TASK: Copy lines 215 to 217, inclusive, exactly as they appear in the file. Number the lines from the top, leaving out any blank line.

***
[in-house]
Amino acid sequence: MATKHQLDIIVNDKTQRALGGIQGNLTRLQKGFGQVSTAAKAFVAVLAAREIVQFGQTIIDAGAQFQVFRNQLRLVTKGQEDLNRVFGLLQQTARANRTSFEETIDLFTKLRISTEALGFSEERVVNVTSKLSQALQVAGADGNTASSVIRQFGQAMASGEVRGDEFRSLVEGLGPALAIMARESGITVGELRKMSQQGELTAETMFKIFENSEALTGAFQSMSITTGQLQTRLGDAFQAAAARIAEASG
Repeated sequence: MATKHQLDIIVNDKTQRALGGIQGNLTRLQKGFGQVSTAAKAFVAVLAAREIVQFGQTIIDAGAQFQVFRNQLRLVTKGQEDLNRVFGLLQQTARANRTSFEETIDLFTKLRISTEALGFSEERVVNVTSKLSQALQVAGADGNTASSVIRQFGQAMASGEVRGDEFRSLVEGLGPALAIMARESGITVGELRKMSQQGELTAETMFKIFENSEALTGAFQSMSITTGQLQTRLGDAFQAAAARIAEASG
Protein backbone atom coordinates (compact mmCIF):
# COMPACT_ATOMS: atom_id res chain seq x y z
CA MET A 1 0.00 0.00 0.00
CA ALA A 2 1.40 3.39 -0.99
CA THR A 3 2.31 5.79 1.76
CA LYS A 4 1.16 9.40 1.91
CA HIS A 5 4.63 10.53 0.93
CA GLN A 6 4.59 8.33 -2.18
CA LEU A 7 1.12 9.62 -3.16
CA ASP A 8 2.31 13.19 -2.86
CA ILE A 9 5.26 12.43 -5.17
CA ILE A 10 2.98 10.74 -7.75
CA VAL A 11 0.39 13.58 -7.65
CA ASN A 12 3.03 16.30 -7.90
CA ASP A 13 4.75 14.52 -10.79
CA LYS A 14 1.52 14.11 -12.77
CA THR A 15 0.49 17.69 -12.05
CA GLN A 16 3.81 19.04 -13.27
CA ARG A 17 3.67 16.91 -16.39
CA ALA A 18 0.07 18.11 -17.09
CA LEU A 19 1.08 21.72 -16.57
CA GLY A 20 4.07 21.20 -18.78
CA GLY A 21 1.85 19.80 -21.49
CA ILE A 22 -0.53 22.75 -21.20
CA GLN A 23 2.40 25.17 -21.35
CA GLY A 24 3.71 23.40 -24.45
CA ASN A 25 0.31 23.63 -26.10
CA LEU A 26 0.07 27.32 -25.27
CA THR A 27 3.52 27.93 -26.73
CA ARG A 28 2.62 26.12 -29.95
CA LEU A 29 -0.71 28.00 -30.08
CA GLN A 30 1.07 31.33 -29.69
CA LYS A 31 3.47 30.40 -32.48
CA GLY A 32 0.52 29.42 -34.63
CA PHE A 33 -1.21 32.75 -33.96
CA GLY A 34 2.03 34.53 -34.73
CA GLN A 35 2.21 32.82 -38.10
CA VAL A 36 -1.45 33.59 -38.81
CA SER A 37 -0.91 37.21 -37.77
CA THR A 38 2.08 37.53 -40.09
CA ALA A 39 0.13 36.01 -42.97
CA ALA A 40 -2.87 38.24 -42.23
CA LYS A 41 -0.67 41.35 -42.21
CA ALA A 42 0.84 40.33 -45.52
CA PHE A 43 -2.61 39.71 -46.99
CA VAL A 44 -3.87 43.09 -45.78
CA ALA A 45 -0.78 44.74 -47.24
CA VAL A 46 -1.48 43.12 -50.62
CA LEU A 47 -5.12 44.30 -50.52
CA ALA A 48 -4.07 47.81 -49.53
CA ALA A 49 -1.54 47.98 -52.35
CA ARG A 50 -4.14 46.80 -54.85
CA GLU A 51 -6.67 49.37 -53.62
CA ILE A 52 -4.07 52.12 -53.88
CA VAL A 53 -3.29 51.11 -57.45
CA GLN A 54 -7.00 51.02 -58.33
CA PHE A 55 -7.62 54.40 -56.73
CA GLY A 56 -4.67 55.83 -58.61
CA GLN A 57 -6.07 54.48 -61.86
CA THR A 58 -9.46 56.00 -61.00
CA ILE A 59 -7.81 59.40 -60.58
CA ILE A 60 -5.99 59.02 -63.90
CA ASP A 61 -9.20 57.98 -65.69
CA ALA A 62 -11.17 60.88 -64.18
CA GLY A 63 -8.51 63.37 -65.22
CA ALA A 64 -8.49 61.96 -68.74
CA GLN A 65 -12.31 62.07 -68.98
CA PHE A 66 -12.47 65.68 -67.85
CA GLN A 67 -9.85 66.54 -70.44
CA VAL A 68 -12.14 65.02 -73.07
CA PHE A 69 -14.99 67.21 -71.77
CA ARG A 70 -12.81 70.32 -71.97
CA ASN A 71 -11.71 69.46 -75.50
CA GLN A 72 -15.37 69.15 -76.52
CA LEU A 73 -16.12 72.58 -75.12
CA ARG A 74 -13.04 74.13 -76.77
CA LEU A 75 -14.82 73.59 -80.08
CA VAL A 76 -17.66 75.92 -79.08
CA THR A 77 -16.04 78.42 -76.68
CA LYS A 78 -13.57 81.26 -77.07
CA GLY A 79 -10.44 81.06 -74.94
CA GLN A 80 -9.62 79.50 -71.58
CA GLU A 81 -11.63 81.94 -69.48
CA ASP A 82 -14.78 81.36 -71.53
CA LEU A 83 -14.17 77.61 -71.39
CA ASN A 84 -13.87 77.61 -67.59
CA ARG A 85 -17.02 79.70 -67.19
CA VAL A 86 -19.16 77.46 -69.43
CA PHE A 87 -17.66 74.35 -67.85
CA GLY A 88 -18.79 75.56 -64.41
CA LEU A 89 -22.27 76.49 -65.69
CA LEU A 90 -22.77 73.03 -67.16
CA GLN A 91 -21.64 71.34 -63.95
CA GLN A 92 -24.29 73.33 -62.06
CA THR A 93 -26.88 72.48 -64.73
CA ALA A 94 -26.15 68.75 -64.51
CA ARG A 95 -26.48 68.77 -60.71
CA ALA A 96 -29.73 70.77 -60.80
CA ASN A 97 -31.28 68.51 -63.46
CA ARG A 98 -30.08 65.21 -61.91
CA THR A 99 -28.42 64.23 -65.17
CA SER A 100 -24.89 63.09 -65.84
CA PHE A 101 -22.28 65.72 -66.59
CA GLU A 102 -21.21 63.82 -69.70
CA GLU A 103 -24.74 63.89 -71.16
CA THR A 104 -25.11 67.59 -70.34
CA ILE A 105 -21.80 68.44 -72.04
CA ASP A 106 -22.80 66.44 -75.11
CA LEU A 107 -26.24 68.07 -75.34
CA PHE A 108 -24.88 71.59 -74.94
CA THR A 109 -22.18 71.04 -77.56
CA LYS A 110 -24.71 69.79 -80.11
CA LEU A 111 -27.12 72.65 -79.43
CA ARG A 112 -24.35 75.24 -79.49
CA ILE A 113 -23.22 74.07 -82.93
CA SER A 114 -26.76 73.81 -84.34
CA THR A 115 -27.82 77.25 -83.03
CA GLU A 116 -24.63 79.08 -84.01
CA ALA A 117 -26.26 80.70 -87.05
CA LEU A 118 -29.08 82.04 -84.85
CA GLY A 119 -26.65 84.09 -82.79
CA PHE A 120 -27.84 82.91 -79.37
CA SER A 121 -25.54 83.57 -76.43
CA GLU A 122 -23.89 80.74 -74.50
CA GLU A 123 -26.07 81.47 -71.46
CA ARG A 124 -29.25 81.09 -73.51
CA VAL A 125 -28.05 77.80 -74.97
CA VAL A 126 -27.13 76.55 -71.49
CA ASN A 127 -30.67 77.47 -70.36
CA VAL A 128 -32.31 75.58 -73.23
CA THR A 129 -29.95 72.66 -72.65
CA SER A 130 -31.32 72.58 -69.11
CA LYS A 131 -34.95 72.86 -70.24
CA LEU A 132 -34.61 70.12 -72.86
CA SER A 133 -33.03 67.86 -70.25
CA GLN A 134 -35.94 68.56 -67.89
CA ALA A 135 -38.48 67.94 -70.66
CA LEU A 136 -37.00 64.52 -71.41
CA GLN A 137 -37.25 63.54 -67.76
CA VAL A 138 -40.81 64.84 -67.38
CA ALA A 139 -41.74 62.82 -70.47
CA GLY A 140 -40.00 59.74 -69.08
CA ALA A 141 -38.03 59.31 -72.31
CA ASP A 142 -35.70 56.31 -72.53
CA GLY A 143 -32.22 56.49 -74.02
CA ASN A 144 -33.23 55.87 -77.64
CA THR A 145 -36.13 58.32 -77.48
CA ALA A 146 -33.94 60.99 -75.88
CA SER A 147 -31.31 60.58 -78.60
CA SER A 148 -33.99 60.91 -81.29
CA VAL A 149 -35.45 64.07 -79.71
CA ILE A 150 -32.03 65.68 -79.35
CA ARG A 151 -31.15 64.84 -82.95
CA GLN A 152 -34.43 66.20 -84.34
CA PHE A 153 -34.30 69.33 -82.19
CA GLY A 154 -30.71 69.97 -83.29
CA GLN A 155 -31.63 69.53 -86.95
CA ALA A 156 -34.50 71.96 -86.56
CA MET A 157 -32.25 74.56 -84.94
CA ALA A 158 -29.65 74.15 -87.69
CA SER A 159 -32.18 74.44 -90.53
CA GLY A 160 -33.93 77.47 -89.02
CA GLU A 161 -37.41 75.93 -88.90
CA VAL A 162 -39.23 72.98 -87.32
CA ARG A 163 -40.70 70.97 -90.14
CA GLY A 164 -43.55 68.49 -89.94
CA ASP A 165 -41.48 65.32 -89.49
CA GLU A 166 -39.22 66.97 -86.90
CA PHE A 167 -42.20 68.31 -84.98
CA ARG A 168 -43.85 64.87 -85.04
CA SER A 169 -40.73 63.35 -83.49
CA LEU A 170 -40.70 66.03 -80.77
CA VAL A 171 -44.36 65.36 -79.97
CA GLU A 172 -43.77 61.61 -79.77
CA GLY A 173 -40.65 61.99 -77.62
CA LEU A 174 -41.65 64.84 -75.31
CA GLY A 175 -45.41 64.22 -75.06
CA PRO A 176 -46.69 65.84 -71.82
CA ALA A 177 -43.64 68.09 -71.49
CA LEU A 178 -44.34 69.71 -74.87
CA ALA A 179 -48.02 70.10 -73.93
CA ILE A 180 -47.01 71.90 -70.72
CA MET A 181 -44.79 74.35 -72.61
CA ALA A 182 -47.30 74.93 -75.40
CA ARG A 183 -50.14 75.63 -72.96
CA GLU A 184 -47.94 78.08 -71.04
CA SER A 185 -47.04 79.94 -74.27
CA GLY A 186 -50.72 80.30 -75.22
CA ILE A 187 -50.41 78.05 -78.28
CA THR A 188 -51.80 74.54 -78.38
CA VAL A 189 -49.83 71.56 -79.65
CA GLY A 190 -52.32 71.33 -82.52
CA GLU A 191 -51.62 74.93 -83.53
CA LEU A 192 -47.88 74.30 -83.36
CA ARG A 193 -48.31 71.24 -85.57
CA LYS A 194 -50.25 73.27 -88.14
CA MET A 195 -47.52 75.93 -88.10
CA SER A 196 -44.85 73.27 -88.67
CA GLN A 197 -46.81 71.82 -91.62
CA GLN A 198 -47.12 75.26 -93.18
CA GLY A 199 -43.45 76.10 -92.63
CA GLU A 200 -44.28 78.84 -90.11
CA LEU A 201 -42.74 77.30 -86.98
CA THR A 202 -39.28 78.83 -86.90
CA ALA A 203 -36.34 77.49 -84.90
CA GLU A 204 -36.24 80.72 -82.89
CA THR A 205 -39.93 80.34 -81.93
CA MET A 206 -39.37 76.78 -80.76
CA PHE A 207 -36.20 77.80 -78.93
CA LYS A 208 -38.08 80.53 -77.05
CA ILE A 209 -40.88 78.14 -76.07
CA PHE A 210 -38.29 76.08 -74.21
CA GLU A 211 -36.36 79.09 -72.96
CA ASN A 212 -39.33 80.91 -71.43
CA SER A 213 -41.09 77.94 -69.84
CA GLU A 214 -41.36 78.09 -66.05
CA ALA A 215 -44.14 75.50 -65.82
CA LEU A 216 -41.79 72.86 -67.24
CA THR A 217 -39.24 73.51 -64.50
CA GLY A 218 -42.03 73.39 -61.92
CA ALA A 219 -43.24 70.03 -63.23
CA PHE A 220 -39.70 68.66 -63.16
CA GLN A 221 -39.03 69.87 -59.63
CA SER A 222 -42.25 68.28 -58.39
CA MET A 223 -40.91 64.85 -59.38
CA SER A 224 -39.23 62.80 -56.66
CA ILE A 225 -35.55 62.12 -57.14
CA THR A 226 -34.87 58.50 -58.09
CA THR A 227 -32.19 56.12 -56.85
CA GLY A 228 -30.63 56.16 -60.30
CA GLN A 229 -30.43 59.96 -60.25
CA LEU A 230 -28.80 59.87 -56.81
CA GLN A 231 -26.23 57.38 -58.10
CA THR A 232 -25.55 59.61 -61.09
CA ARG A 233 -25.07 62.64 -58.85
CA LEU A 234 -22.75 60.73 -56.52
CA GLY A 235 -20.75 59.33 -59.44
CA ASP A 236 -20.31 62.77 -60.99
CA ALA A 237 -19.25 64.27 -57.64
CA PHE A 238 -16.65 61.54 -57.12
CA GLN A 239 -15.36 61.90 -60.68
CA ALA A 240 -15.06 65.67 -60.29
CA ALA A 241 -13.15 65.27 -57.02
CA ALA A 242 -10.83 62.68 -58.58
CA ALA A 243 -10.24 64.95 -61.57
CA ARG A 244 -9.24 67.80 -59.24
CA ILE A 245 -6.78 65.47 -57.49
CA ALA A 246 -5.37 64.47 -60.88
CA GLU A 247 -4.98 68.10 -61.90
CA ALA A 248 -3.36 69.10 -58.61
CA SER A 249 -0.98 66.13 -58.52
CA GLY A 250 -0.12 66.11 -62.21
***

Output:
CA PHE A 210 -38.29 76.08 -74.21
CA GLU A 211 -36.36 79.09 -72.96
CA ASN A 212 -39.33 80.91 -71.43